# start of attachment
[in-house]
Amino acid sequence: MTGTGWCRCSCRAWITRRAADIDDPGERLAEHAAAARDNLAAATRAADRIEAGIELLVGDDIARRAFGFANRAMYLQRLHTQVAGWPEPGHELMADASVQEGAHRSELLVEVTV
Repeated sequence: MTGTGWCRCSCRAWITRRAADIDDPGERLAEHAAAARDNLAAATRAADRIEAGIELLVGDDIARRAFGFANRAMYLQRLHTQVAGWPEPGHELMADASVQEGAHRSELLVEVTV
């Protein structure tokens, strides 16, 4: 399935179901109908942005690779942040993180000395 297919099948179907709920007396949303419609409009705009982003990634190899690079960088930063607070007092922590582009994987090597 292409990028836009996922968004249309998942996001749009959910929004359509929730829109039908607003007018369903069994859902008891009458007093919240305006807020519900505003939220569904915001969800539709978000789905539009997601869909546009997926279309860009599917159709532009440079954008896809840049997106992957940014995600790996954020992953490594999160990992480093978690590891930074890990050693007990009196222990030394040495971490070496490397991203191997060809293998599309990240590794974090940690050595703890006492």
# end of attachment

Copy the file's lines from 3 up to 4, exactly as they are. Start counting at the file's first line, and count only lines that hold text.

Repeated sequence: MTGTGWCRCSCRAWITRRAADIDDPGERLAEHAAAARDNLAAATRAADRIEAGIELLVGDDIARRAFGFANRAMYLQRLHTQVAGWPEPGHELMADASVQEGAHRSELLVEVTV
């Protein structure tokens, strides 16, 4: 399935179901109908942005690779942040993180000395 297919099948179907709920007396949303419609409009705009982003990634190899690079960088930063607070007092922590582009994987090597 292409990028836009996922968004249309998942996001749009959910929004359509929730829109039908607003007018369903069994859902008891009458007093919240305006807020519900505003939220569904915001969800539709978000789905539009997601869909546009997926279309860009599917159709532009440079954008896809840049997106992957940014995600790996954020992953490594999160990992480093978690590891930074890990050693007990009196222990030394040495971490070496490397991203191997060809293998599309990240590794974090940690050595703890006492």